Tutorial: test driven development
Whether you like to write your tests before writing production code, or like to create the tests afterwards, IntelliJ IDEA makes it easy to create and run unit tests. In this tutorial we’re going to show how to use IntelliJ IDEA to write tests first (Test Driven Development or TDD ).
This tutorial assumes the following prerequisites:
You have created a Java project in IntelliJ IDEA.
You have folders for production and test code, either created manually or from when you created the project.
Your source and test roots are correctly configured - source roots will appear as blue folders, test folders will have a green background.
You have created the packages you want in your project.
Creating Your First Test
Given that we’re writing our tests first without necessarily having the code we’re testing available to us yet, we’ll create our first test via the project panel.
Right-click the package you want to create the test in and select New | Java Class.
Enter the test name - given we’re testing using JUnit, this will likely be [Something]Test, for example
With the cursor placed somewhere inside the class’s curly braces, press Alt+Insert.
Select Test Method | JUnit 4 from the menu. This will create a test method with the default template. Fill in a name for the test, press Enter, and the cursor will end up in the method body.
You can alter the default test method template- for example, if you wish to change the start of the method name from
Writing the Test Body
It may seem counter-intuitive to write test code for classes and methods that don’t exist, but IntelliJ IDEA makes this straightforward while keeping the compiler happy. IntelliJ IDEA can create classes and methods for you if they don’t already exist.
Write your tests describing what you want to achieve, pressing Alt+Enter on any classes that don’t exist and selecting Create class. This will give you a minimum implementation that keeps the compiler happy.
As always, you can use IntelliJ IDEA’s refactoring tools to create variables to store results in, and IntelliJ IDEA will import the most appropriate classes for you, if the correct libraries are on the classpath.
Continue writing the test body, including names of methods that you need that don’t exist, again you can use Alt+Enter and select Create method to have IntelliJ IDEA create a bare skeleton method.
Running the Tests
When following a TDD approach, typically you go through a cycle of Red-Green-Refactor. You’ll run a test, see it fail (go red), implement the simplest code to make the test pass (go green), and then refactor the code so your test stays green and your code is sufficiently clean.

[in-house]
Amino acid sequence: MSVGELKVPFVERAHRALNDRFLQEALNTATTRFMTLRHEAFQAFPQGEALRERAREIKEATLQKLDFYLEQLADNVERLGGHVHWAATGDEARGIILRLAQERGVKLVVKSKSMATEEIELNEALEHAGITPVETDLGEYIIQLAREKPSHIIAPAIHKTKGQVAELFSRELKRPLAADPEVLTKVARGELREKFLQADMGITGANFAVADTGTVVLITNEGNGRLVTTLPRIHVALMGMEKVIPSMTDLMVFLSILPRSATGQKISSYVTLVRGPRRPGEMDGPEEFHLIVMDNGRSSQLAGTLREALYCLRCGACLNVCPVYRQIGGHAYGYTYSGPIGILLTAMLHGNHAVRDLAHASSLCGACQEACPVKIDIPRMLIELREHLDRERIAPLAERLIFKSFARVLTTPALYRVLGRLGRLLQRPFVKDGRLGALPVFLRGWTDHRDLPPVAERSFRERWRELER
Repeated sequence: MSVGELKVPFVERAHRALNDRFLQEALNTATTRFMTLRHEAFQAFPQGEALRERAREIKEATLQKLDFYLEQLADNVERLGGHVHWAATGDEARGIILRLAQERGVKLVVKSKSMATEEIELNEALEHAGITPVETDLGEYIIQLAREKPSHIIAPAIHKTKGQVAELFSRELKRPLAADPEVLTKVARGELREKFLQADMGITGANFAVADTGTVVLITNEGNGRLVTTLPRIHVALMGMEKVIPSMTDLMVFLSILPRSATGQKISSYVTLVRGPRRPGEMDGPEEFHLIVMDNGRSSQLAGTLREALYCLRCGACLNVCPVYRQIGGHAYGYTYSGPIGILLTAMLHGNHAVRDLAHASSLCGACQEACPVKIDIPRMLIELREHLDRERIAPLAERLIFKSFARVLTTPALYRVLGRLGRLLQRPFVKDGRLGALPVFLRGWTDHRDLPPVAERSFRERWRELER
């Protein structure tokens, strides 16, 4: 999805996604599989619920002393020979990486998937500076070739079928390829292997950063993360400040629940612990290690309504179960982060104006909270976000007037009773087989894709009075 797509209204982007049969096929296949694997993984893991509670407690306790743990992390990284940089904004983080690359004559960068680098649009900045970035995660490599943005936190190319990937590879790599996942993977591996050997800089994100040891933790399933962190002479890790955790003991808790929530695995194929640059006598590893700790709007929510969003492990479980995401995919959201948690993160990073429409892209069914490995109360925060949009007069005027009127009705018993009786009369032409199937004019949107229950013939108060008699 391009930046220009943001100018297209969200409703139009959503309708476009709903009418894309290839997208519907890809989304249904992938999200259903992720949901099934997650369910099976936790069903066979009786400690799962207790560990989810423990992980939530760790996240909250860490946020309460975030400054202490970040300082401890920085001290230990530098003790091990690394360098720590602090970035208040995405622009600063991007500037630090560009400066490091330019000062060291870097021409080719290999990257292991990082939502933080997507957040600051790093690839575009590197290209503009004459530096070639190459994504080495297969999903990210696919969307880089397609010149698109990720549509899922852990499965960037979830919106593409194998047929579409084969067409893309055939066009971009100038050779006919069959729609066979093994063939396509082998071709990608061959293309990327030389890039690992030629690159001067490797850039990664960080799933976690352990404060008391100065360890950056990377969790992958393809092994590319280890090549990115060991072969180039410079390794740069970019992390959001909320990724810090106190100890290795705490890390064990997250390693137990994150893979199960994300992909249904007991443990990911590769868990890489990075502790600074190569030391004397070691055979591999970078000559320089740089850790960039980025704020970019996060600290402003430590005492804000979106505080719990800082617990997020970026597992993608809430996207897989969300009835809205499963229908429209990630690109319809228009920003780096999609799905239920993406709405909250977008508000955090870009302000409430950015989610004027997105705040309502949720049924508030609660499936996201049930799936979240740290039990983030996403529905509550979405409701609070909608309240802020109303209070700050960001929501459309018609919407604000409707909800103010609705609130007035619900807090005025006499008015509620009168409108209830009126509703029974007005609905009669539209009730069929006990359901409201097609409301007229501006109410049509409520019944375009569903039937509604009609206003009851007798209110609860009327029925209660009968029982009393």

The first step in this cycle is to run the test and see it fail.
Given that we’ve used IntelliJ IDEA’s features to create the simplest empty implementation of the method we’re testing, we do not expect our test to pass.
From inside the test, press Ctrl+Shift+F10 to run this individual test.
The results will be shown in the run dialog. The test name will have an icon next to it - either red for an exception, or yellow for an assertion that fails. For either type of failure, a message stating what went wrong is also shown.
Implementing the Code
The next step is to make the tests pass, which means implementing the simplest thing that works.
You can navigate to the code being tested using the usual methods - clicking through on the method name, pressing Ctrl+Alt+B while the cursor is on the method name, or pressing Ctrl+Shift+T to switch between the test and the production code.
Make the change to the method to make the test pass. Often with TDD, the simplest thing that works might be hard-coding your expected value. We will see later how iterating over this process will lead to more realistic production code.
Re-run the test, using Shift+F10 to re-run the last test.
See the test pass - the icon next to the test method should go green. If it does not, make the required changes until the test passes.
Developing code is an iterative process. When following a TDD-style approach, this is even more true. In order to drive out more complex behaviour, we add tests for other cases.
In your test class, use Alt+Insert again to create a new test method.
Pick a second test case that specifies more requirements of the method you’re testing. Remember that you can use IntelliJ IDEA’s features to create classes and methods to keep the compiler happy.
Run this second test case, showing that it fails for the correct reason.
Change the code in the method being tested to make this test pass.
Re-run both the tests by pressing Ctrl+Shift+F10 inside the test class, not inside a single method, and see that both tests now pass. If either test fails, make the changes needed to the code to ensure the tests pass.
Writing your first test in a test-first style takes a small amount of setup - creating the test class, creating the test methods, and then creating empty implementations of the code that will eventually become production code. IntelliJ IDEA automates a lot of this initial setup.
As you iterate through the process, creating tests and then making the changes required to get those tests to pass, you build up a comprehensive suite of tests for your required functionality, and the simplest solution that will meet these requirements.